At the height of the all-night party at the West Indies team hotel in Kolkata a man with the cricketing world at his feet took time out to text some old team-mates in Dublin.
Former colleagues at Leinster Cricket Club remember Carlos Brathwaite as an affable giant of a man who dressed up to impress them in his first meeting and soon started hitting Irish bowlers as far as he blasted Ben Stokes at Eden Gardens on Sunday.
“When we first met him, he turned up in all his finery,” recalled Mark Jones, who opened the batting with Brathwaite. “He was wearing shirt and tie and trousers and we said, ‘What the hell are you doing wearing that stuff for?’ He was a very nice fella. Part of his job with us was to coach the kids. He is 6ft 8in so coaching little nine or 10-year-olds he could have been quite intimidating but he was such a lovely pleasant fella all the kids loved him and they would be chanting his name on the side of the pitch whenever the first team was playing.
“He put the ball out of many grounds in Dublin and up north. He had a special old bat he brought over with him and, when it broke, he was in tears. It was like he had lost his first-born. We got hold of the bat and unfortunately it was damaged beyond repair but we got it cut into a key shape and gave it to him as a 21st birthday present. His face lit up when he saw the bat but when he realised it was not fixed he was a bit down again.”
Brathwaite’s rise to hero of the World Twenty20 final has been a long journey with many setbacks. For years the 27-year-old has run his own sports shop in Barbados to make a living while he pursued a career in a cricket world that is poorly paid in the Caribbean unless a player becomes an international.
He used his own brand of bat, Trident, in the final and some of his old mates in Leinster still use the gear he gave them in 2010. But now he does not need to worry about selling another cricket bat. This week he joins up with the Delhi Daredevils on a £630,000 contract for his first taste of the Indian Premier League having been picked up in the auction in January for 13 times his base price. He will have the advertising giants of India queuing up for his endorsement of their products after his heroics against England, which sparked a Caribbean party in Kolkata that lasted until dawn.
West Indies captain Darren Sammy could barely talk at the champions’ press conference in Kolkata , saying he had “no voice, no sleep. I partied all night”. Brathwaite was no different. “He is on our WhatsApp group and he was messaging the lads in Ireland,” said Jones. “He got back to me at midnight in the throes of celebrating so fair play to him. He said ‘thanks man’ but I can’t tell you the rest.”
Brathwaite played for two seasons with Leinster from 2009 and, two years later, he made his West Indies debut in one-day cricket only to drop out of the picture. Not until he performed well in the Caribbean Premier League Twenty20 competition did the selectors notice him again. A breakthrough tour to Australia this winter followed and he was added to the West Indies World Twenty20 squad when Kieron Pollard dropped out injured.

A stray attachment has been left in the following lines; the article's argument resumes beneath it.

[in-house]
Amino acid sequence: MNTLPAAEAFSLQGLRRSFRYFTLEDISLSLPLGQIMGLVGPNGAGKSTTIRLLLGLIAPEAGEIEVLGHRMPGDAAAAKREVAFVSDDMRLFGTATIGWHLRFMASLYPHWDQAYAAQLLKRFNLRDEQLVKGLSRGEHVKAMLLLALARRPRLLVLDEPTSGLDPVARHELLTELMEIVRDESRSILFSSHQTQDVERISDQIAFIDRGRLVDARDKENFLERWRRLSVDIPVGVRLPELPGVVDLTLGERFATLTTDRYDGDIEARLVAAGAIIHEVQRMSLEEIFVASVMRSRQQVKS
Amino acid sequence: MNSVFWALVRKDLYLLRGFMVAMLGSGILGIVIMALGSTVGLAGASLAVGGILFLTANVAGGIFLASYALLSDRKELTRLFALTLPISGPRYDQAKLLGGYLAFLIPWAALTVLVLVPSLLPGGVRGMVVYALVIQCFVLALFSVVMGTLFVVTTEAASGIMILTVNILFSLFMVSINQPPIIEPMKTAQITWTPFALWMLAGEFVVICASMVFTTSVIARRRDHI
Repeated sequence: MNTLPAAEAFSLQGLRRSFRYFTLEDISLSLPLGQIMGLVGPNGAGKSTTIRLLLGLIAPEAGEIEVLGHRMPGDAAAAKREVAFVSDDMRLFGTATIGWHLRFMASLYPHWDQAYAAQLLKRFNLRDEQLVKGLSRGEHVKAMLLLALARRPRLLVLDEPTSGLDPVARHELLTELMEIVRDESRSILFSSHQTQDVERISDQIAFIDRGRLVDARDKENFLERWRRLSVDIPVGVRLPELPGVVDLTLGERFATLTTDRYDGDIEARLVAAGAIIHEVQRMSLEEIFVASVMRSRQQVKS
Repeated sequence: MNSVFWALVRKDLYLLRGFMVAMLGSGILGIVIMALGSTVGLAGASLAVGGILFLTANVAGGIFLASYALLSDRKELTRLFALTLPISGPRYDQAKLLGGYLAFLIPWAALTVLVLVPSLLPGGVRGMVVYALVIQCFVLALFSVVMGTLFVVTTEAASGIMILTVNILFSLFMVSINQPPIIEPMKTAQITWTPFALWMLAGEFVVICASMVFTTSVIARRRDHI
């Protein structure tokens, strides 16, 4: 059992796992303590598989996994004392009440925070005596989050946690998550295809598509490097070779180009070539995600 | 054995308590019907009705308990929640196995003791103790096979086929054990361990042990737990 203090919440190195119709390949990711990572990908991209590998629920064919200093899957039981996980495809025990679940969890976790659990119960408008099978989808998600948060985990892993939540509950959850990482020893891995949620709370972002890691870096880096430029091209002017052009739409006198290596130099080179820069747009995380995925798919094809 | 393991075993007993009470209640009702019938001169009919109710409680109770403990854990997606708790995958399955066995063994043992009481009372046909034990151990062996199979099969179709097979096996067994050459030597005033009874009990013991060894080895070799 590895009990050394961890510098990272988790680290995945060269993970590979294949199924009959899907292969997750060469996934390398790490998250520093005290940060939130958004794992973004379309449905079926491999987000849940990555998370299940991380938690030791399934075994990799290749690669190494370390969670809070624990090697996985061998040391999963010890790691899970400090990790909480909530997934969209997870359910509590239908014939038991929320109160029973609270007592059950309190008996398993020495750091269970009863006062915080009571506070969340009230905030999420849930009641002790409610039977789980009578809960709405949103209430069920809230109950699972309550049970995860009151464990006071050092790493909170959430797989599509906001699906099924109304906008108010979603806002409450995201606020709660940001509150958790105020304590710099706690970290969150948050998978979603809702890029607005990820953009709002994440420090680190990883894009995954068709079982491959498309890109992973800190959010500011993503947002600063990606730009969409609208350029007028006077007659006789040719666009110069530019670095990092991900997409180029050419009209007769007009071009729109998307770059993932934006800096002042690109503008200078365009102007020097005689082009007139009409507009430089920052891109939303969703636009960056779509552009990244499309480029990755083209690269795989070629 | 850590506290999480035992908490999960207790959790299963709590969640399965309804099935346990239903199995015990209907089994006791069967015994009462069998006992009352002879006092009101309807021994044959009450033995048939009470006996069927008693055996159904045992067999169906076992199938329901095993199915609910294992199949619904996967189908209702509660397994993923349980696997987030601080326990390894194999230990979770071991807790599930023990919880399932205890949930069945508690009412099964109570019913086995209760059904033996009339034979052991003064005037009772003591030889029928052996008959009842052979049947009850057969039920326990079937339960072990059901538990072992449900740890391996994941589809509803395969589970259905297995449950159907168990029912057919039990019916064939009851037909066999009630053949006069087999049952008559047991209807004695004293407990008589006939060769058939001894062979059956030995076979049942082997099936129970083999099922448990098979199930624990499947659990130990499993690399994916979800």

The CPL is in its third season this year and is set to expand into the United States with six matches in Fort Lauderdale. It is giving a new platform to young talented West Indian cricketers such as Brathwaite, which could lead to IPL deals.
West Indies players posted pictures on Twitter of them celebrating with the CPL hierarchy after the England game, a stark contrast to their relationship with their own board, which Sammy targeted with an eloquent attack during the post-match presentation.
“Yesterday was probably one of the biggest days in the history of Caribbean cricket and I think it is absolutely massive,” said Damien O’Donohoe, the chief executive of the CPL. “There has been a lot of negative talk around West Indies cricket over the last few years but what was amazing was to see the players really doing it for each other and the region.
“He [Brathwaite] is a CPL success story. He was largely unknown but through the CPL he was put on to a stage he might never have had. On Sunday he became a global sensation in the space of three minutes. He is a very humble guy and talking to him after the game he said he had to pinch himself about going from playing in the CPL and not being paid very much money to being picked up by the Delhi Daredevils for a nice sum in the IPL auction to what he did against England, which was Roy of the Rovers stuff.”
Like most Twenty20 leagues, the CPL is based on a franchise system that the first-class domestic tournament has recently copied, which means islands can select players from across the region.
“It was not a great surprise to us West Indies winning the World Twenty20 because we had 300,000 [in total] coming to our games to watch them live and the stadiums were rocking,” said Pete Russell, chief operating officer of the CPL. “We know the cricket heartbeat is there. You read articles about the demise of West Indies cricket but the structure is being put in place. The whole franchise-cricket scenario has paved the way to what they were able to achieve yesterday and, hopefully, in the future to build their Test and ODI team as well.”